168  Rohan Kalyan images the filmmaker edits together, and the sounds or music (or absence thereof) that binds them together into a singular experience. Trinh’s cinematic method moves us from ethnography to ethno-poeisis, but in the latter lies a micro-politics of cultural production that is often ignored by modern academic disciplines, fixed as they are with studying and maintaining the far order. As she puts it in her book Framer Framed, with respect to the making of Reassemblage, ‘What seem[ed] most important to me was to expose the transformations that occurred with the attempt to materialise on film and between the frames the impossible experience of “what” constituted Sengalese cultures’ (1992, p. 113). Rather than attempting to define these cultures through representational images and framing devices, in the film her statements and sounds resist enclosing their corresponding images in unambiguous, unitary meanings that are immediately recognisable to some powerreproducing academic discipline. Instead, her images drive a wedge through meaning and its proper objects, opening up multiple possible significations in the gap she creates between the visible and the audible. Her film is thus able to challenge historically colonial technologies of knowledge/power that rely on the closure of meaning, the transparency of cultural representation and the hegemonic resonance of image and idea. Through crystalline descriptions and images, her work critiques the kind of omniscience that pervades many films, not just through the way the narration is being told, but more generally, in their structure, editing and cinematography, as well as in the effacement of the filmmakers, or the invisibility of their politics of non-location. (Ibid.) In this way, Reassembalge resonates with a larger shift in anthropological research and writing that took seriously postcolonial critiques of ethnography, especially the idea that knowledge production about colonised peoples can ever be ‘neutral’ or ‘objective’ (Clifford and Marcus, 1986). This is what makes Trinh’s film ‘postcolonial’, for it belongs with other critical works that challenge many of the foundational assumptions of modern Eurocentric disciplines that project and often protect the cultural difference, distinction and distance between the modern Self (i.e. the ethnographer that studies) and the non-modern Other (the ethnographic subject that is studied). These postcolonial works acknowledge that modernity is about what happens after the colonial/cinematic encounter, and the question for films and filmmaking becomes how images and imaginations of Self and Other, proximity and distance, can be shown as historical co-products of this encounter, not preexisting and immutable oppositional forces. Such a perspective explicitly politicises the process of identity formation and the construction of racialised hierarchies through a creative technique that privileges self-reflexive ‘documentation’ and self-aware representation over non-intrusive filmmaking and non-visible editing. When crystalline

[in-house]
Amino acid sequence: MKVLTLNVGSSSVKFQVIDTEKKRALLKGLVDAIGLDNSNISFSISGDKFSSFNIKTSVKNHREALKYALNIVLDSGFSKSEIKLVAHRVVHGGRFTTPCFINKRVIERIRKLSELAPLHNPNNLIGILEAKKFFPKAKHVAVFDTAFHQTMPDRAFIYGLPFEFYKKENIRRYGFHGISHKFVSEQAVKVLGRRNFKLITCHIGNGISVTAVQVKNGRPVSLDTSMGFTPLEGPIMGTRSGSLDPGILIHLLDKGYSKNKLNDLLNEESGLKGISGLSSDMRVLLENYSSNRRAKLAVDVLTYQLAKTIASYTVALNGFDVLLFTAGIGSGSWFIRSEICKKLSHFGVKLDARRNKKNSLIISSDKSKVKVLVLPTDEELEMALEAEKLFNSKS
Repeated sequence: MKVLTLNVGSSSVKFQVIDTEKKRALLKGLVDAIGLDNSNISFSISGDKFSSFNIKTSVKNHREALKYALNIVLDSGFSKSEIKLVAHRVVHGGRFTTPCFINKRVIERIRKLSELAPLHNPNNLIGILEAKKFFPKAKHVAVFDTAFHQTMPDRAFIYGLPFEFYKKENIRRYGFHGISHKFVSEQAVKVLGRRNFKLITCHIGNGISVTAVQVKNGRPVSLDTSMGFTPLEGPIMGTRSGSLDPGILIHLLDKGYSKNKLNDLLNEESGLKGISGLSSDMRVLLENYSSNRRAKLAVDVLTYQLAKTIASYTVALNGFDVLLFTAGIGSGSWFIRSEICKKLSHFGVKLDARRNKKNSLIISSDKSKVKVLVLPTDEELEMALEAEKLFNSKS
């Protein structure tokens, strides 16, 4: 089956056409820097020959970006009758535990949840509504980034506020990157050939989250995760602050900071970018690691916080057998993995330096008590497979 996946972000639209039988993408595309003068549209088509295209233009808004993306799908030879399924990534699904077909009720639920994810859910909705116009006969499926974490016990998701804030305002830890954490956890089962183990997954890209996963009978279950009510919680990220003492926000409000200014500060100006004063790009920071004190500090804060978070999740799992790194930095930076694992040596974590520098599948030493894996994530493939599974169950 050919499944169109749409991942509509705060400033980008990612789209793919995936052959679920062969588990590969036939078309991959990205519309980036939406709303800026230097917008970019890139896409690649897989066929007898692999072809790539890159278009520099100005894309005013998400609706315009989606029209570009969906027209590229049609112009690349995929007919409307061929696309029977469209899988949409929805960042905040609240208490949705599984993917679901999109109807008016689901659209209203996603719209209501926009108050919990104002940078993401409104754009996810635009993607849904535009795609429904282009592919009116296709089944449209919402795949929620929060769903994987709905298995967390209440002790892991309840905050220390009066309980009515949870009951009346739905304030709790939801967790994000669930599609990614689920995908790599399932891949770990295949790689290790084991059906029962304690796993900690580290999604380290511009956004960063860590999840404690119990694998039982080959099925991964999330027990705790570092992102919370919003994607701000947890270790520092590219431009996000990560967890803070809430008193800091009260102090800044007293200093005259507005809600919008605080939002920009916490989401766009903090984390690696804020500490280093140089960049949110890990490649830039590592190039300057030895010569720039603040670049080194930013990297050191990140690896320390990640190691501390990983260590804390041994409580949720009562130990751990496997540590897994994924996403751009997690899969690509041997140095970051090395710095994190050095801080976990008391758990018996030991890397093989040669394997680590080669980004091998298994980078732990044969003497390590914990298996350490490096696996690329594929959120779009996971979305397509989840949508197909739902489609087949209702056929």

Decolonising visual ethnography 169 descriptions are able to interrupt organic representations of cultural difference, the viewer is often invited to question the reality and coherence of what they are seeing on the screen, while introspecting on the multiple contingent forces and relations that shape our assumptions about cultural difference and identity. That is, the camera, the filmmaker, the editor, even the audience, become participants in a specifically cinematic event: an ethnographic encounter that de-naturalises hierarchical constructions of Self and Other and politicises the construction of ethnographic time by self-reflexively rendering it cinematically as a process of fabrication.4